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Down and up and down and up

You are probably using DHCP on the machine currently in front of you. The "Dynamic Host Configuration Protocol" is a way for your computer to obtain an Internet address from a pool of available addresses, and to return it to the pool when you no longer need it. Basically every Internet service provider uses DHCP, or something similar.

As a network operating system, Linux has DHCP support (and had it for ages). In true Unix fashion, Debian sports at least four DHCP clients. Debian's default is dhcp3-client, also known as dhclient.

The theory is that the client requests an address lease from the server and periodically renews it. This process yields a number of events, to which the operating system can react. For instance, initially, the client issues a PREINIT event to get the interface into a state where it can talk on the network, and a BOUND event as soon as it acquired a lease, or FAIL if it, uh, failed.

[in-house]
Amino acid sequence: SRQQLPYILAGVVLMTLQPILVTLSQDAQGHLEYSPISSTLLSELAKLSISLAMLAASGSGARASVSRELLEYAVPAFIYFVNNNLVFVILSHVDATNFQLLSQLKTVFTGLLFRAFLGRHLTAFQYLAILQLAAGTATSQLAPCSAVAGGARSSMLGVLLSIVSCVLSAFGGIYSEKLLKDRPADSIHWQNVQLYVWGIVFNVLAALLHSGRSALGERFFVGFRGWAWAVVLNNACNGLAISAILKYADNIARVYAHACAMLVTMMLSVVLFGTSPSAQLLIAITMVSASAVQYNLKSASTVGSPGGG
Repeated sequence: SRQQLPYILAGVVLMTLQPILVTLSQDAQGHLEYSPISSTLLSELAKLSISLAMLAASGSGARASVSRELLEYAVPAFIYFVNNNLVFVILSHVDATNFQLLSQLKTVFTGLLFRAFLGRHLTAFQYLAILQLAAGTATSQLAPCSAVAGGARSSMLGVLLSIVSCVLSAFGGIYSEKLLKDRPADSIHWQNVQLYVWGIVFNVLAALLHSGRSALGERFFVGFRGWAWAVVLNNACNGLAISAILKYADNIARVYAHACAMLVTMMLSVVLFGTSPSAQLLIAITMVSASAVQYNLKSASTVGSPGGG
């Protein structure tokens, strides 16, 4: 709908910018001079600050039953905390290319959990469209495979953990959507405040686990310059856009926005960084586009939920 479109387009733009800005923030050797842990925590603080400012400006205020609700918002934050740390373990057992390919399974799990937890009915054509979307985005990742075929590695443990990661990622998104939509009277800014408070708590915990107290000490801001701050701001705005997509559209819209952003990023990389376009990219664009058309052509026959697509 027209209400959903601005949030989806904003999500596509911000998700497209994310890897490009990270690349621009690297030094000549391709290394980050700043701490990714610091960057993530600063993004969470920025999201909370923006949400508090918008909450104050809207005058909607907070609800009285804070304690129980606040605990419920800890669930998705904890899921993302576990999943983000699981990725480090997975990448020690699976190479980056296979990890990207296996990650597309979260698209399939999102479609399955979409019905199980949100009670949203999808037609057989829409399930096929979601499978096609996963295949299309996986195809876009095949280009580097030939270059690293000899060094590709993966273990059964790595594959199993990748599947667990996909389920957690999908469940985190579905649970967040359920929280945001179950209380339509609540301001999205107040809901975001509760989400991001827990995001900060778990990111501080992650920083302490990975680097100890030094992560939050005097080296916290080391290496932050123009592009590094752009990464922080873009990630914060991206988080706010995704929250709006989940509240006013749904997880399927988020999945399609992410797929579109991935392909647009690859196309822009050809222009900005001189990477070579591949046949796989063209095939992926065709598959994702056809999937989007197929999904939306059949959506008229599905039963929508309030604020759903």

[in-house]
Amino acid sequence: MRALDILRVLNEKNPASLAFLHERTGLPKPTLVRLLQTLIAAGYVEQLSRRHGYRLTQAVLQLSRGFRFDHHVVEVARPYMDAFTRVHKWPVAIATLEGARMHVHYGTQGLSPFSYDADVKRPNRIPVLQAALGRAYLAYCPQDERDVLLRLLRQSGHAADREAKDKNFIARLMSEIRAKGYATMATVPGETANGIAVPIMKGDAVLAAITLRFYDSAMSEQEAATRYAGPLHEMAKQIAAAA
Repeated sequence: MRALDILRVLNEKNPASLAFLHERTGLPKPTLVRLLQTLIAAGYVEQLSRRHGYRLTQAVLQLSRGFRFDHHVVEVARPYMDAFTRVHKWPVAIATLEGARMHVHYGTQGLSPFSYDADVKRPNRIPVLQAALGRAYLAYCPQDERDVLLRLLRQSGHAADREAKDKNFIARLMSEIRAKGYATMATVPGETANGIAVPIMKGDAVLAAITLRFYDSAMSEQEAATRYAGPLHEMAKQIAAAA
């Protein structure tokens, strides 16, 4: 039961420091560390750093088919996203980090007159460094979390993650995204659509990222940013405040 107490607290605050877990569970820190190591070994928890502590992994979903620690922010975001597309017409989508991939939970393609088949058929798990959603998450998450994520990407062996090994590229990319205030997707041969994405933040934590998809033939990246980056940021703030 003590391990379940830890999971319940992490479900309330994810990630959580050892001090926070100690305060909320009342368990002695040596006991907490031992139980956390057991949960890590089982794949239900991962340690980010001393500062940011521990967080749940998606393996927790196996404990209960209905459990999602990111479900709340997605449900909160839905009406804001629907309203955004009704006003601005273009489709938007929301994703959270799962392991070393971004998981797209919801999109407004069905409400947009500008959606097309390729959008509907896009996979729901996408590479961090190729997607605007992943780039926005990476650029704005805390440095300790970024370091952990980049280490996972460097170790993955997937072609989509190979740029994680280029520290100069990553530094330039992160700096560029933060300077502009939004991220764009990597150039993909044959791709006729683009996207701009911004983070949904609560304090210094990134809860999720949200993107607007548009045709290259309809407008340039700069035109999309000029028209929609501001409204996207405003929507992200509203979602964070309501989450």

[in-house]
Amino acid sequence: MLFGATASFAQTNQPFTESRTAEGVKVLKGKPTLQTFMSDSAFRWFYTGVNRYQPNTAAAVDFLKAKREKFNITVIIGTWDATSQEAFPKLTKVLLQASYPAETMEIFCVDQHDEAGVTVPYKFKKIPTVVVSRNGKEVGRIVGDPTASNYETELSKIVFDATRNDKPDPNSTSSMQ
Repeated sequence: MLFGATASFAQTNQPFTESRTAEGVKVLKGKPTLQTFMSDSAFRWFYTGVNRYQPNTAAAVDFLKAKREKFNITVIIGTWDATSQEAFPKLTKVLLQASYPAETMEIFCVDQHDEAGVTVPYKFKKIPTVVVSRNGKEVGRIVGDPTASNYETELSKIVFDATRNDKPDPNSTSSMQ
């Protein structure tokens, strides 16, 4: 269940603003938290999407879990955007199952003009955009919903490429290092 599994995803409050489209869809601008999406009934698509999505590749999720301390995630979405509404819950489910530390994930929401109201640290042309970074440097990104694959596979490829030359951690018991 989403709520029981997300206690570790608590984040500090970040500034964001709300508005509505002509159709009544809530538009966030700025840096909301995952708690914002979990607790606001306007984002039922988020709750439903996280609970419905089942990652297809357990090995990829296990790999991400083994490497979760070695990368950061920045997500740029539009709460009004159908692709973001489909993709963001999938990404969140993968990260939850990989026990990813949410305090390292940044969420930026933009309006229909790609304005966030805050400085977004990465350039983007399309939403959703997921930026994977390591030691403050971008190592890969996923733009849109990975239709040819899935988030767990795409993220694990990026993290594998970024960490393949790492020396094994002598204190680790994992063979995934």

After a certain period of time, the client tries to renew the lease. If it succeeds, it issues a RENEW event; if it fails, it yields EXPIRE.

So much for the theory.

It seems that dhclient is rather stupid, which I tried to document in Debian bug #459813 — it does things differently: given a lease, after a certain period of time, it just issues an EXPIRE event, which causes the operating system to deconfigure the interface and take down connectivity. Then, the client spits out a PREINIT event, followed by BOUND or FAIL, as appropriate.

I have not quite investigated what all this means, but this much is for sure: periodically, your machine goes offline, only to come back online a second later. If this were Windows, one would probably knock on wood and be glad that it works at all. But we're on Linux here, Debian even, so this cannot be.

I'd love to be proven wrong, so if you have a minute, please try to verify. One way of doing so is to insert

echo "$(date) got $reason" >> /tmp/dhclient-script.reasons

towards the top of /sbin/dhclient-script and monitor the output file. Once your client renews, it should read:

Wed Jan  9 11:53:27 CET 2008 got RENEW

but instead you'll see

Wed Jan  9 11:53:27 CET 2008 got EXPIRE
Wed Jan  9 11:53:28 CET 2008 got PREINIT
Wed Jan  9 11:53:33 CET 2008 got BOUND

and if you look closely enough, your interface will be unconfigured those seconds between EXPIRE and BOUND.

NP: The Flower Kings: @Live Recording, Uppsala City Theatre, Sweden, 10 February 2003